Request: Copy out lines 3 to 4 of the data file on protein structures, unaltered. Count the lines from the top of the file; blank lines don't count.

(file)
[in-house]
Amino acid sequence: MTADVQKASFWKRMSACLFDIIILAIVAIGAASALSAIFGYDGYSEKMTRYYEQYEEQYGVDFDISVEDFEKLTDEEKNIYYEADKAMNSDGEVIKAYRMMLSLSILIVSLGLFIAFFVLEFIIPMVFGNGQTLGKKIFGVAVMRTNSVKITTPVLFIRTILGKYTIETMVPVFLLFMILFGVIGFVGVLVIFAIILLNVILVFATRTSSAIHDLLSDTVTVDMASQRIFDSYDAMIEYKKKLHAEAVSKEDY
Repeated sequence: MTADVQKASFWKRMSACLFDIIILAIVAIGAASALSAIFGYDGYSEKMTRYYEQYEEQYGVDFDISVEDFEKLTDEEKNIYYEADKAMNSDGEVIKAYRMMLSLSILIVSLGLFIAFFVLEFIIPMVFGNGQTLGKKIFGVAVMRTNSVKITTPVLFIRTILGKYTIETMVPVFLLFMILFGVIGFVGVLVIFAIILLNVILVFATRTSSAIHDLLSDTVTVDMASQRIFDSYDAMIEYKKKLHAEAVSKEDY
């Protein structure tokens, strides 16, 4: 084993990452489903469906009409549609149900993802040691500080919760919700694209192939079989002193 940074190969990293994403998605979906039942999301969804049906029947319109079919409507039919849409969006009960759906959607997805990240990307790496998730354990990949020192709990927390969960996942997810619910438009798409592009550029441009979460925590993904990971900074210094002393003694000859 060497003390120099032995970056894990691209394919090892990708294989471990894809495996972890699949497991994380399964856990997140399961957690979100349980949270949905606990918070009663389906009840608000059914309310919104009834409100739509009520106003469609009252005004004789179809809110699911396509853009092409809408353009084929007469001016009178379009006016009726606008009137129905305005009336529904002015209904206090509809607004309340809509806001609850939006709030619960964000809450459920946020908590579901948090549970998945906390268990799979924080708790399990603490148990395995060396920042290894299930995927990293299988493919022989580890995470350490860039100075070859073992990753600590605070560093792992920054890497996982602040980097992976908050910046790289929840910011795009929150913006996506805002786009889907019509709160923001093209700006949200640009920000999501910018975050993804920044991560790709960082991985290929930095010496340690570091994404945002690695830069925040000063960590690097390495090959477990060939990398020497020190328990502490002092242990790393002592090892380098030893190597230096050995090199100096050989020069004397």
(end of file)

Repeated sequence: MTADVQKASFWKRMSACLFDIIILAIVAIGAASALSAIFGYDGYSEKMTRYYEQYEEQYGVDFDISVEDFEKLTDEEKNIYYEADKAMNSDGEVIKAYRMMLSLSILIVSLGLFIAFFVLEFIIPMVFGNGQTLGKKIFGVAVMRTNSVKITTPVLFIRTILGKYTIETMVPVFLLFMILFGVIGFVGVLVIFAIILLNVILVFATRTSSAIHDLLSDTVTVDMASQRIFDSYDAMIEYKKKLHAEAVSKEDY
């Protein structure tokens, strides 16, 4: 084993990452489903469906009409549609149900993802040691500080919760919700694209192939079989002193 940074190969990293994403998605979906039942999301969804049906029947319109079919409507039919849409969006009960759906959607997805990240990307790496998730354990990949020192709990927390969960996942997810619910438009798409592009550029441009979460925590993904990971900074210094002393003694000859 060497003390120099032995970056894990691209394919090892990708294989471990894809495996972890699949497991994380399964856990997140399961957690979100349980949270949905606990918070009663389906009840608000059914309310919104009834409100739509009520106003469609009252005004004789179809809110699911396509853009092409809408353009084929007469001016009178379009006016009726606008009137129905305005009336529904002015209904206090509809607004309340809509806001609850939006709030619960964000809450459920946020908590579901948090549970998945906390268990799979924080708790399990603490148990395995060396920042290894299930995927990293299988493919022989580890995470350490860039100075070859073992990753600590605070560093792992920054890497996982602040980097992976908050910046790289929840910011795009929150913006996506805002786009889907019509709160923001093209700006949200640009920000999501910018975050993804920044991560790709960082991985290929930095010496340690570091994404945002690695830069925040000063960590690097390495090959477990060939990398020497020190328990502490002092242990790393002592090892380098030893190597230096050995090199100096050989020069004397």